Local Metrics

You can also use local metrics to highlight your school’s performance. If you’ve had success in a particular area, you’ll want to make sure to share this with your stakeholders. Here are a few examples of metrics that might make sense for your school to track and report:

  • College Application, Acceptance, or College-Going Rate
  • AP Course Enrollment or AP Pass Rate
  • GPA
  • Participation in Programs (extracurricular activities, arts & science programs, leadership)
  • SAT/ACT Scores
  • Fundraising Success
  • Community Service Hours
  • Re-Enrollment Rate or Waitlist Count (to indicate satisfaction with or interest in your school)
  • Results of Parent/Student Surveys

Performance Analysis

There are two main ways to demonstrate student performance when telling your school’s story: longitudinal progress and comparison view. The longitudinal view compares performance for the same set of students over time. The comparison view shows school-wide performance by grade level or subgroup compared to demographically similar, resident, or district schools. When comparing performance, be sure to select comparison schools based on specific criteria such as similar demographics or geographic proximity. In the end, it all goes back to data integrity, as both views depend on access to complete, accurate data.

Summary

The most effective way to prepare to demonstrate student performance at your school is to outline a data collection strategy and plan. Make sure the relevant staff are on the same page regarding your school’s goals and implementation of those goals, so you are capturing the information you need to tell a powerful story. Schedule time throughout the school year to review progress on the measures established in your LCAP, accurately maintain your CALPADS data, and thoroughly understand your Dashboard. All of this will prepare you to explain both the progress and struggles reflected in your data.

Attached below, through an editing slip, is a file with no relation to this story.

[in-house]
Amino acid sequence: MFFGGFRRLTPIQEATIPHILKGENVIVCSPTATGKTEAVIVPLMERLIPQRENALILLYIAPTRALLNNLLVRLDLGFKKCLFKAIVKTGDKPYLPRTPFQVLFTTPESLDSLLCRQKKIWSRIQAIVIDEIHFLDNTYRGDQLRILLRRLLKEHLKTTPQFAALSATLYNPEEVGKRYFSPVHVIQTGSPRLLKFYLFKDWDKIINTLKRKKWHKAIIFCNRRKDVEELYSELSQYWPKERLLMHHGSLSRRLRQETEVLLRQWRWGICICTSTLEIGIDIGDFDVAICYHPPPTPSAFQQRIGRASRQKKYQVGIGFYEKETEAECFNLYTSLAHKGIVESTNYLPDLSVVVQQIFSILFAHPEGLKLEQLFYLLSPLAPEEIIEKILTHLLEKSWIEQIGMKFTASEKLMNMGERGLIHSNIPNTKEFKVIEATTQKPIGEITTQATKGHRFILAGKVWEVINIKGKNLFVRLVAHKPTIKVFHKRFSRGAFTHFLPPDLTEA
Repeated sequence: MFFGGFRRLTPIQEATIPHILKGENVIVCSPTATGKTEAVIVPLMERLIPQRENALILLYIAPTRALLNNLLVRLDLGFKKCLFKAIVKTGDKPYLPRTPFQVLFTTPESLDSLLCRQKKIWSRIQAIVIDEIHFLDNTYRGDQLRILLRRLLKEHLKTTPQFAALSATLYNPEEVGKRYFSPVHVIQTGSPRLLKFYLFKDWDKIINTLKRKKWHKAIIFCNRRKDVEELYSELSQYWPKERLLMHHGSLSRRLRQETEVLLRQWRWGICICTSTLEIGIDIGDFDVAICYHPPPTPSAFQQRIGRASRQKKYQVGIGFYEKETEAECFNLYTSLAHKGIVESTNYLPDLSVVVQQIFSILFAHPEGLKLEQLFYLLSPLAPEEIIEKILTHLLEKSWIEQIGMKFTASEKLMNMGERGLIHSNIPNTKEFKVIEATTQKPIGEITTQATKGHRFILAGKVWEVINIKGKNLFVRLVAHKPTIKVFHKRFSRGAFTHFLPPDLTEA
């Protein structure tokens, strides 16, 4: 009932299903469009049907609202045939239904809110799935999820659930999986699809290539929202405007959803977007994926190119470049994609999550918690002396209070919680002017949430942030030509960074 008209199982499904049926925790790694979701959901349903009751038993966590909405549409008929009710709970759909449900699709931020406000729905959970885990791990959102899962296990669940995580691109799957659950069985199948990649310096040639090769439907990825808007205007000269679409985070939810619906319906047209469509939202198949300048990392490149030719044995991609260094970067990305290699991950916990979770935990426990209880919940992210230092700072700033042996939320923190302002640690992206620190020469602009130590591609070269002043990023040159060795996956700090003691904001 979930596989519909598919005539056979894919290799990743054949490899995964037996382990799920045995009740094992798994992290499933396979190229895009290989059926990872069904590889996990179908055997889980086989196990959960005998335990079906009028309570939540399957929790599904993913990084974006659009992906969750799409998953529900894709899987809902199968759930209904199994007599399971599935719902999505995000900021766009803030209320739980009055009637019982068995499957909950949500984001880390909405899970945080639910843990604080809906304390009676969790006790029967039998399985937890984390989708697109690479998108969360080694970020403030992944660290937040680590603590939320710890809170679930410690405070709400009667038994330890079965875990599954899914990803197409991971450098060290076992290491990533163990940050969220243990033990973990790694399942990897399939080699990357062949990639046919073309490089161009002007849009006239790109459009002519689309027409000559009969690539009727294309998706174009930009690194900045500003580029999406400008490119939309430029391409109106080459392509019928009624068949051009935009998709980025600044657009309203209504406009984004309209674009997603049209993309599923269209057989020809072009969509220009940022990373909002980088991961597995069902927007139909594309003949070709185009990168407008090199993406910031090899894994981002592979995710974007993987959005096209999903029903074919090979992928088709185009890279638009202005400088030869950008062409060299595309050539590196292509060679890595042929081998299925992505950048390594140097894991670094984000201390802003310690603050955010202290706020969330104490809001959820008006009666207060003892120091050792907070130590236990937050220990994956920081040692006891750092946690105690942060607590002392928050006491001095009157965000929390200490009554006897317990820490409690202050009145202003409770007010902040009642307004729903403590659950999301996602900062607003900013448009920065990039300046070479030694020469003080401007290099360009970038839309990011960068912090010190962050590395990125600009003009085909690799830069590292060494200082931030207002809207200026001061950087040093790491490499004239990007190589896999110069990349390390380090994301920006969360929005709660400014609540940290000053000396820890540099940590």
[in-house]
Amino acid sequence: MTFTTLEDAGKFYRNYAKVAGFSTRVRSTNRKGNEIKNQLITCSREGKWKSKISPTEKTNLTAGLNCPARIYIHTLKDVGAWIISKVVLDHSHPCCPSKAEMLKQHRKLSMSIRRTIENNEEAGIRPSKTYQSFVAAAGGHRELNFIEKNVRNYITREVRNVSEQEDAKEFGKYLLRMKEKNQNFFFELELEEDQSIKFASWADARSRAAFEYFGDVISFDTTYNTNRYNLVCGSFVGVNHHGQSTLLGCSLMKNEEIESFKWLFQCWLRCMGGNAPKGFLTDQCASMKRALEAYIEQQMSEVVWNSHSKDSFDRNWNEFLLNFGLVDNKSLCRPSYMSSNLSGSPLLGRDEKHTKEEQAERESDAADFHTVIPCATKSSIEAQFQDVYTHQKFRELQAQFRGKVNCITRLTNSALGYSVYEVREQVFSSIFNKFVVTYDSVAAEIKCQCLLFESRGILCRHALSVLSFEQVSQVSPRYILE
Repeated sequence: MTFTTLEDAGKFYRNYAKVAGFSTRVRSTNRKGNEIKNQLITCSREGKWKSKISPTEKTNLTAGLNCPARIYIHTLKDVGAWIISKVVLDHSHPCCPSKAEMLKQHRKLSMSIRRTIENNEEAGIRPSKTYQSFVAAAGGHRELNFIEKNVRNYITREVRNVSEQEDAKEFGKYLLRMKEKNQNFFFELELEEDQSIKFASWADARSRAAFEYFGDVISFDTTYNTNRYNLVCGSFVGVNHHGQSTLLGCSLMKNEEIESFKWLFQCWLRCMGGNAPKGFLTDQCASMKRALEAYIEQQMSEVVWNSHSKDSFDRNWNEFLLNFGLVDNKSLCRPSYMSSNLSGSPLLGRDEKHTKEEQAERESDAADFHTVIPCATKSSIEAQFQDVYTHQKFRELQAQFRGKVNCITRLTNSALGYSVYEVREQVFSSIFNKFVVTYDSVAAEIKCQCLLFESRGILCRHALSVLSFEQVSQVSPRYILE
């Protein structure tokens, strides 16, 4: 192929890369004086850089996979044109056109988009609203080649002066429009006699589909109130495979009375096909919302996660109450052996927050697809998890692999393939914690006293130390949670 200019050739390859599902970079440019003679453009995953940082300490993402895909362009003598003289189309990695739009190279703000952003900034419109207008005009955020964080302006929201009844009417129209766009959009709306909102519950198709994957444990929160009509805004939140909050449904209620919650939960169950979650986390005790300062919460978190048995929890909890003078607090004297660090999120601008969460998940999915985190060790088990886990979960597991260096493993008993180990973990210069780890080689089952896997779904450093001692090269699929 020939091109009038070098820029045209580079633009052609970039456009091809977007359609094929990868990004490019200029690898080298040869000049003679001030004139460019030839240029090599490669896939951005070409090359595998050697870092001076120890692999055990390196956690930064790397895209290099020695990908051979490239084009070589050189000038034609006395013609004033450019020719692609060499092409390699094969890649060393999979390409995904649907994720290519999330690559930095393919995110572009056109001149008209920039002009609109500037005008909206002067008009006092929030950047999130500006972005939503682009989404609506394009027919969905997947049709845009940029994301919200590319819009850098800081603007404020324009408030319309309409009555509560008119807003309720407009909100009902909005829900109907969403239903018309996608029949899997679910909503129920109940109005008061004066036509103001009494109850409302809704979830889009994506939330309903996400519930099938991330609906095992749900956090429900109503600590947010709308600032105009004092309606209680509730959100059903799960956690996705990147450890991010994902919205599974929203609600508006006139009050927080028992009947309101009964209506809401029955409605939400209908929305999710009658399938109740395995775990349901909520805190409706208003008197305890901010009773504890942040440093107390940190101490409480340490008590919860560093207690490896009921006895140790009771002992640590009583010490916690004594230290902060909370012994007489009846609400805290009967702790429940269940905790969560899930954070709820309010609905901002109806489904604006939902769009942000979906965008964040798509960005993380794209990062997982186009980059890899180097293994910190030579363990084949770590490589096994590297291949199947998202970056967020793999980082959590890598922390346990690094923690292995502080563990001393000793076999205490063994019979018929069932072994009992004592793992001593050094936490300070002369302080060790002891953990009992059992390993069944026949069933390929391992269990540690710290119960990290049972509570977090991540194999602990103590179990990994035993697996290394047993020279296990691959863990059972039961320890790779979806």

Find out more about EdTec’s Student Performance Services.

Get Your School’s Performance Data Renewal Ready!

By Annice Weinstein, Senior Manager, Assessment Data & Analysis

December 14, 2017

Charter renewal is a very time intensive process, and it can be even more demanding if you haven’t already collected the necessary performance data. The following three steps will set you up to have your data ready when the time comes to start working on your renewal petition, so you can focus your energy on putting together a sound analysis and a strong narrative that highlight your school’s achievements!

  • Download your student level data files for state tests as soon as the state makes them available. These files may not be available in your account when it’s time for renewal, so it’s best to download the files annually as they are released. For example, the Test Operations Management System (TOMS) currently stores just two years of summative test results, so make sure to have your LEA CAASPP coordinator download the files as soon as the state indicates they are ready. You can find the files in TOMS (https://caaspp.ets.org/) under Reports (on the left), LEA Reports. Scroll down to the bottom to download the Student Results Report-Student Score Data Extract for each year available. CalTAC has recently removed the 2014-15 files, so you may need to contact them directly if you didn’t already download these files. You may reach CalTAC at 800-955-2954 or caltac@ets.org.